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Message, March 30, 1796, assigning reasons for not
ACCOMPANYING THE PRESIDENT'S MESSAGE OP APRIL 4,
[Continued from preceding volume.]
.Additional instruction to the commanders of all our a. R. ships of war and privateers, that have or may [l. s.] have letters of marque against France.
Given at our Court at St. James's, the 6th day of November, 1793, and in the 34th year of our reign.
That they shall stop and detain all ships laden with goods, the produce of any colony belonging to France, or carrying provisions, or other supplies, for the use of such colony, and shall bring the same, with their cargoes, to legal adjudication in our courts of admiralty.
By his majesty's command,
London, January 9, 1794.
My Dear Sir,—You will receive herewith the copy of an instruction to the commanders of his Britannick majesty's ships of war, Sic. dated the 8th of this month, concerning which I had another conversation this morning with the minister of the foreign department. On his saying, in the introduction of the subject, that he hoped I saw in it a manifestation of the good will of this government towards the United States, I observed, that it was certainly much less injurious to us than the instruction which it revoked, and might be as favourable as the prin
vQh. Ii. 1*
ciples, upon which this government acts, would admit: but I reminded him, that our ideas differed materially from theirs on this subject; and without repeating the arguments I had before addressed to him, both verbally and in writing, in support of our position, it was only necessary to say, that we did not admit the right of the belligerent powers to interfere farther in the commerce between neutral nations and their adversaries, than to prevent their carrying to them articles, which, by common usage, were established as contraband, and any articles to a place fairly blockaded ; that consequently the two first articles, though founded upon their principles of not suffering, in war, a traflick which was not admitted by the same nations in time of peace, and of taking their enemies property, when found on board of neutral vessels, were, nevertheless, contrary to what we contended to be the just principles of the modern law of nations; that indeed I had some doubt of the first article being altogether supported by their own principle; but supposing that article, as well as the rest, to be consonant to their former usage, I wished to know, whether their present re-publication imported any thing more than was before practised.—Lord Grenville answered, that the only reason for renewing them was, lest the present instruction, being a revocation of that of the 6th of November, might also be deemed to revoke these articles, which were connected with it.—His lordship then explained the motives which had induced this government to issue the present instruction—The first, he said, was the sincere desire of administration to maintain the best understanding and harmony with the United States—The second was, what he could not mention to me officially, but what he still thought it right I should be apprized of, that no misconception of their motives might be entertained; that he was aware of the delicacy of speaking to a foreign minister concerning the internal state of his country, neither could he expect an answer from me on the subject; but that their second reason was, by this conduct, to take away every pretext, from evil disposed persons among us, who, according to the intelligence he had received, were endeavouring to irritate our people against Great Britain, as well as to oppose the measures of our own government, and. in short, to reduce us to the present situation of France; a misfortune which they deprecated, as well for our sakes, as for the common welfare and tranquillity of mankind—He farther took occasion to observe, with respect to the conduct of our government in maintaining our neutrality, that, although there were some matters with which this government was not perfectly satisfied (and to which, for the same reason, they refrained from giving that opposition they thought they would be justified in doing) yet from the general tenour of the conduct of our government, they were convinced it was their desire to maintain a fair neutrality, which was an additional motive for their present conduct.—I, of course, said nothing of our internal affairs, nor of those of France. I assured him, however, that our government had been perfectly sincere in every measure relating to our neutrality; that they adopted it from a conviction that it was both just and politick, and had pursued it according to what they conceived to be just principles, knowing that such conduct could entitle us to the benefits to be derived from a neutral situation. I concluded, by asking what explanation could be given of what was passed in this business; and of the effect of the instruction of the 6th of * May upon such vessels as might, during the two months it had been in force, have fallen into the hands of their cruisers? Lord Grenville answered, that the order of the 6th November was intended to be temporary, and calculated to answer two purposes; one was to prevent the abuses which might take place, in consequence of the whole of the St. Domingo fleet having gone to the United States; the other was on account of the attack designed upon the French West-India islands, by the armament under Sir John Jervis and Sir Charles Grey; but that it was now no longer necessary to continue that regulation for those purposes—He added, that the instruction of the 6th of November only authorized the vessels to be brought in for legal adjudication: And upon being told, that notwithstanding such were the terms made use of, yet that the officers who would have to act under it must conceive it to extend to condemnation, because, otherwise, the order was unnecessary, as, without it, they had been authorized *o bring to adjudication all such vessels as they previously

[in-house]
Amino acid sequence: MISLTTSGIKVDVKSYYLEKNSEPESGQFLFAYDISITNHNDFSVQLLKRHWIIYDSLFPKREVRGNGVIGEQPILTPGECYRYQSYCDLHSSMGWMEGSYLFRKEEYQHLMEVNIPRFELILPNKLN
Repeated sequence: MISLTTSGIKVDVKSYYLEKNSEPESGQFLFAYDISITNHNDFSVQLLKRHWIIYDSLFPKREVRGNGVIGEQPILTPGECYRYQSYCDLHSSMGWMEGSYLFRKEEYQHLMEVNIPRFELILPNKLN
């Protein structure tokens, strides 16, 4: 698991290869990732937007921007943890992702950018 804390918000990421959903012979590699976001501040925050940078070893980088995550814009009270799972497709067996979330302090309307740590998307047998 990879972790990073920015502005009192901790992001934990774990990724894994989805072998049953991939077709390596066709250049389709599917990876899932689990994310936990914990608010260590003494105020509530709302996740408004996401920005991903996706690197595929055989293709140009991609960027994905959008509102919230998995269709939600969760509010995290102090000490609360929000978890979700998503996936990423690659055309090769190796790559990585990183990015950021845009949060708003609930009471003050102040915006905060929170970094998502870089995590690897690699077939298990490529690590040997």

- * deemed liable to condemnation: He replied, that the case of every vessel must be decided by its own merits; but that he conceived no vessel would be condemned under that, instruction, which would not have been previously liable to the same sentence. I informed Lord Grenville, that I should communicate this instrument to you by the packet. He said he should likewise forward it by the same conveyance, and at the same time, would send an answer to my memorial on the king's instruction of the 8th of June, to be communicated to you by Mr. Hammond.
I remain, dear sir, &c.
Instructions to the commanders of our ships of war and privateers that have or may have letters of marque against France. Given at our Court at St. James’s, the 8th day of January, 1794.
WHERE As by our former instruction to the commanders of our ships of war and of privateers, dated the sixth day of November, 1793, we signified that they should stop and detain all ships laden with goods the produce of any colony belonging to France, or carrying provisions or other supplies for the use of any such colony, and should bring the same with their cargoes to legal adjudication, we are pleased to revoke the said instruction, and in lieu thereof, we have thought fit to issue these our instructions to be duly observed by the commanders of all our ships of war and privateers that have or may have letters of marque against France.
1. That they shall bring in for lawful adjudication all vessels with their cargoes, that are laden with goods, the produce of the French West India Islands, and coming directly from any port of the said islands to any port in Europe.
2. "fat they shall bring in for lawful adjudication, all ships with their cargoes, that are laden with goods, the produce of the said islands, the property of which goods shall belong to subjects of France, to whatsoever ports the same may be bound.
3. That they shall seize all ships that shall be found attempting to enter any port of the said islands that is or